How to ID Startup Red Flags
|By Chris Graebe|
Every day, I'm on the hunt looking for great opportunities to invest in and then share them with members of Deal Hunters Alliance.
At the same time, I'm very clear about how risky this space can be.
Today, I want to tell you about a startup that broke all sorts of records in the equity crowdfunding world ... and no longer exists. Not because it was bought or had a huge exit. Because it failed and the company was shut down entirely.
That failed startup is …
First, let me share why people were so excited about NowRx. The company seemed to be solving a problem and had a significant opportunity to scale. Americans' challenges with gaining access to affordable prescription drugs are well-documented, and NowRx set out to solve that.
Besides Mark Cuban's on-demand prescription drug company, Cost Plus Drugs, NowRx was the next biggest player looking to disrupt the legacy pharmaceutical system. The company was opening the door for retail investors to get a piece of the pie, too.
There was so much positive news surrounding the company, with no shortage of headlines highlighting its endeavors. Note: These headlines were written about seven months before NowRx folded.
- “NowRx Breaks Equity Crowdfunding Record on SeedInvest With Four Days Left in Campaign” — Business Wire, May 16, 2022
- “How to Invest in the Tech-Powered Pharmacy Upending the $480B Retail Industry” — Business Insider, March 25, 2022
- “Invest in the Future of Pharmacy With NowRx” — Nasdaq.com, March 9, 2022
According to Yahoo! Finance, NowRx was able to raise $27 million from retail investors. In the equity crowdfunding world, this was consider one of the most successful raises ever! Even Business Insider was sharing how NowRx was playing the role of "disruptor."
Exciting right? It all looked so promising for investors. Why would they expect this scrappy startup to not make it? The company even had major partnerships with companies like Hyundai (HYMTF) to provide last-mile medication delivery.
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All signs pointed towards the company heading up and to the right. But that didn’t happen. The details are still unfolding, but here are a few reasons I think NowRx failed:
- Burn rate: NowRx had a $1.5M monthly burn rate. That’s a lot of money for most companies to spend each month, but it’s particularly alarming for a startup. The company just didn't have the cash to compete with the deep-pocketed players in Big Pharma! As NowRx was raising money in the middle of the last year, it was surviving month to month on new investor money. The interesting part: When the company filed its offering with the SEC, it showed $9 million in the bank. It can take up to six months for the SEC to review a Reg A+ offering, and six months in startup time is like 100 years. The cash NowRx had on hand when it filed compared to what it had when the offering was finally live was very different.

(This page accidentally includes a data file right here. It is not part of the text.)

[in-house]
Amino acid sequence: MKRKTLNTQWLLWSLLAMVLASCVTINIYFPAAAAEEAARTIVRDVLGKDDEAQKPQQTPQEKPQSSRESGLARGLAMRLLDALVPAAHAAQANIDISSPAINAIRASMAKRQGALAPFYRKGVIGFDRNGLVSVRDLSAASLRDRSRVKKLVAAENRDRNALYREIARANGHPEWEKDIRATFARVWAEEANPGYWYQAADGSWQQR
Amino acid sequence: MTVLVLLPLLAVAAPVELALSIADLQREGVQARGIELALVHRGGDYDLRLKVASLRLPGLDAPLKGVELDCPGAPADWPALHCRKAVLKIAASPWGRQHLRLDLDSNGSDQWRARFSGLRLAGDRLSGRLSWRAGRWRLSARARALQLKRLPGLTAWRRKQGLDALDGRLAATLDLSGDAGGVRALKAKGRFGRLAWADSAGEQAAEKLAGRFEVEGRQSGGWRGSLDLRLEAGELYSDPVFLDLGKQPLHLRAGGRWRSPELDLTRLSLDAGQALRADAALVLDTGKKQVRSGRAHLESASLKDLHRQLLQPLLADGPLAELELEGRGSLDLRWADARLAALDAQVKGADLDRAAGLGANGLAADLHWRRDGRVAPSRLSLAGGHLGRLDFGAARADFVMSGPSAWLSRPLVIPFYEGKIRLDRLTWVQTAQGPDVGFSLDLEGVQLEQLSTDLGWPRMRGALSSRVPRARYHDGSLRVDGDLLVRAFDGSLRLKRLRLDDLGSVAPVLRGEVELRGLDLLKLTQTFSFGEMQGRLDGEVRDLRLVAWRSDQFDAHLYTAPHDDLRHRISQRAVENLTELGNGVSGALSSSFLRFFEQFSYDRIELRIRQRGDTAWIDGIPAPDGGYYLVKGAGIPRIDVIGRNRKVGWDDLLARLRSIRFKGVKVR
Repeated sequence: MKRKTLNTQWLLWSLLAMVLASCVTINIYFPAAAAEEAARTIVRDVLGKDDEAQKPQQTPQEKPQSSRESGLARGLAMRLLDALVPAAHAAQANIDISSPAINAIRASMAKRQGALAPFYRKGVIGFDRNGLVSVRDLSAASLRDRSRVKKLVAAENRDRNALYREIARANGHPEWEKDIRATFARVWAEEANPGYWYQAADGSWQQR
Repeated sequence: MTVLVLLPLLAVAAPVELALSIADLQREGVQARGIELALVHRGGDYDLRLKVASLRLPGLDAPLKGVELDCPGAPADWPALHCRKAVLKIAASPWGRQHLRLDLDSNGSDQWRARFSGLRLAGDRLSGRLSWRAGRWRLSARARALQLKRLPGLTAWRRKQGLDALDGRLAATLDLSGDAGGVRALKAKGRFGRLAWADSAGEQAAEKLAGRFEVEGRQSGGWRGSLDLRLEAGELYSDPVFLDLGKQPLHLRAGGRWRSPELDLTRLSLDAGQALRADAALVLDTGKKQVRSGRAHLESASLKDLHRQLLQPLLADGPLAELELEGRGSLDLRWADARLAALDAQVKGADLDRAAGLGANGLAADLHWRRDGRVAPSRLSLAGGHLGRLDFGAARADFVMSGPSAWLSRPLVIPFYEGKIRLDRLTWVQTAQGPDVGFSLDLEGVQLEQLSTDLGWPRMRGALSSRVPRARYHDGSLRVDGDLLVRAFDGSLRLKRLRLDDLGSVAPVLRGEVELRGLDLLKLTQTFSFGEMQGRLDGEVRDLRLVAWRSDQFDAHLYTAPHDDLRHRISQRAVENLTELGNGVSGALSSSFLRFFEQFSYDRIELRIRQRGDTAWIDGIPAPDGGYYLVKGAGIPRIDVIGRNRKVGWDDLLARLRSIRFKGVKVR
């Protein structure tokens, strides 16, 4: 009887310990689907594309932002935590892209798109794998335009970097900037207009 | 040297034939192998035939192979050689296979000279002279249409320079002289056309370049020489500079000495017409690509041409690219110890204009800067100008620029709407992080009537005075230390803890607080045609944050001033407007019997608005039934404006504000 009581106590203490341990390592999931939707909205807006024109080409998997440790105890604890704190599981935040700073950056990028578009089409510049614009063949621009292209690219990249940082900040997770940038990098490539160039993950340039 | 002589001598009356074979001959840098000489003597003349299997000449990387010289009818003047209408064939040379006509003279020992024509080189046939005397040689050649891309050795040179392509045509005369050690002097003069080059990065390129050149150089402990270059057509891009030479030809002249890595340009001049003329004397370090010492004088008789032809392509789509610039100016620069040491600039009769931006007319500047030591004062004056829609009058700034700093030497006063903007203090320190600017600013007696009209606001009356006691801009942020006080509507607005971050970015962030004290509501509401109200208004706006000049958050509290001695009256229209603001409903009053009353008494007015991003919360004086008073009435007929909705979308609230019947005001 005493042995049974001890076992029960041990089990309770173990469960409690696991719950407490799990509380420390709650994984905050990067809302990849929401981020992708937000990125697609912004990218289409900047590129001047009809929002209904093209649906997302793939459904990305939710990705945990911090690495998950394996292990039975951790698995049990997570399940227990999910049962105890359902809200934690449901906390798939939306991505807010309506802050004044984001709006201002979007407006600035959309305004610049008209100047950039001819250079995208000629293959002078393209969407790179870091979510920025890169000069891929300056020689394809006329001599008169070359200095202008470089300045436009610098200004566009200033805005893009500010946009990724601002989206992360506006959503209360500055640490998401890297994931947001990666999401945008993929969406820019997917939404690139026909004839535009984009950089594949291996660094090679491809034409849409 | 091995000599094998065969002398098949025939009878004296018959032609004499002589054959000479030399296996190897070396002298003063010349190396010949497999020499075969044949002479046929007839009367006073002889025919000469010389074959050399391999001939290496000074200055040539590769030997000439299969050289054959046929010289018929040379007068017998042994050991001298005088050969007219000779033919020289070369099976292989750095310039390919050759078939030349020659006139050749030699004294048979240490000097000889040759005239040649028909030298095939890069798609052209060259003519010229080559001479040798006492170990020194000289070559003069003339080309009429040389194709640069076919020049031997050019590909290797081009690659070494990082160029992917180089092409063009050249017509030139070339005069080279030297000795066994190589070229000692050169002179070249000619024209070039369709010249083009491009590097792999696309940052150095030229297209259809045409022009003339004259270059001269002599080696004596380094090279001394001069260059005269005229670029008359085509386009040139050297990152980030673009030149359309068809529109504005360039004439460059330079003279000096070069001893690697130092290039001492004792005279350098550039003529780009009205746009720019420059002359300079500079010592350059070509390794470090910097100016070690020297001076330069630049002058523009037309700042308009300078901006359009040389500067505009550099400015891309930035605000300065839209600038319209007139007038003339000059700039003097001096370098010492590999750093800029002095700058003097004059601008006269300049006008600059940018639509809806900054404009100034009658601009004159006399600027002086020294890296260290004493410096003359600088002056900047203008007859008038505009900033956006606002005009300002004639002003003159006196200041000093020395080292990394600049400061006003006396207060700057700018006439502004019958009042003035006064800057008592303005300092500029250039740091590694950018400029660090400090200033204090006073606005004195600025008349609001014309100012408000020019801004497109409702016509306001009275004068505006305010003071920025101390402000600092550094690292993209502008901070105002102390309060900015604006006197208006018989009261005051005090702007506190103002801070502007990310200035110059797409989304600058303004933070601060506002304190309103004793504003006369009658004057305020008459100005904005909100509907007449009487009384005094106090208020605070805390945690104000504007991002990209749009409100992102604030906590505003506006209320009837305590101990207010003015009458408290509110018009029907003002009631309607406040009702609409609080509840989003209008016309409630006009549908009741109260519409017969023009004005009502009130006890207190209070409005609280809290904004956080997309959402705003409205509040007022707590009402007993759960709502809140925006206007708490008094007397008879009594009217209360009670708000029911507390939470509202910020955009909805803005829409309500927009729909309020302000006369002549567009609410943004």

- David vs. Goliath: Big Pharma is a $1.42-trillion industry, meaning most players in this space have deep pockets and won’t make it easy for newcomers to get market share. When a startup is trying to disrupt such an enormous industry, it needs extensive capital to scale. For example, Cuban’s Cost Plus Drugs is being funded by the billionaire himself until it becomes a household name capable of standing on its own without his money. Cuban’s making sure Cost Plug Drugs has the capital to not just survive, but to win.
- Great marketers vs. great company: NowRx’s leadership team had industry experience. That wasn’t what caused its downfall. What I noticed last year was that NowRx was everywhere. Almost every financial newsletter or outlet was talking about the company. The reason: NowRx was spending a large amount of money each month to drive potential investors to their capital campaign. I shared this with members of Deal Hunters Alliance: A company can be great at marketing, but not a fundamentally great company. I'm all for good marketing, but you also have to have a foundation upon which to build.
And what about the investors who funded this failed experiment? NowRx sold its patents, and from what I understand, it’s selling any other assets that will bring value in the market. But with deals like this, creditors holding debt from NowRx are first to get paid. Then, depending on the class of shares investors hold, if there is anything left, shareholders will begin to get something back. I have a feeling most investors won't see that capital again.
The reason I'm sharing this story is because it’s …
The Reality of
Early Stage Investing
Did I invest in this opportunity? No. Did I recommend this offering? No.
After conducting my due diligence, there were red flags that stood out to me, which didn't make this an exciting investment opportunity in my eyes.
Generally, when thousands of people rush to invest in a deal like this, it always gets my attention and gives me pause. Herd mentality can kick in and folks will just start investing because, well, others are.
There will be other stories like this one. The majority of startups don't make it. But there are things you can do to get educated and make informed decisions.
Unfortunately, for the investors in this story, it’s too late.
Cheering you on and telling you to stay safe out there.
P.S. After months of due-diligence, I’m ready to reveal a very different opportunity in the biomedical space that I DO believe will make it. This company well positioned to disrupt the $100 billion sports & fitness industry. Their technology is already trusted by world champion athletes, and now it has attracted attention from high-level figures in the MLB and NBA. On March 28, I’m sharing all the details, including how to claim an early stake. Click here to learn more.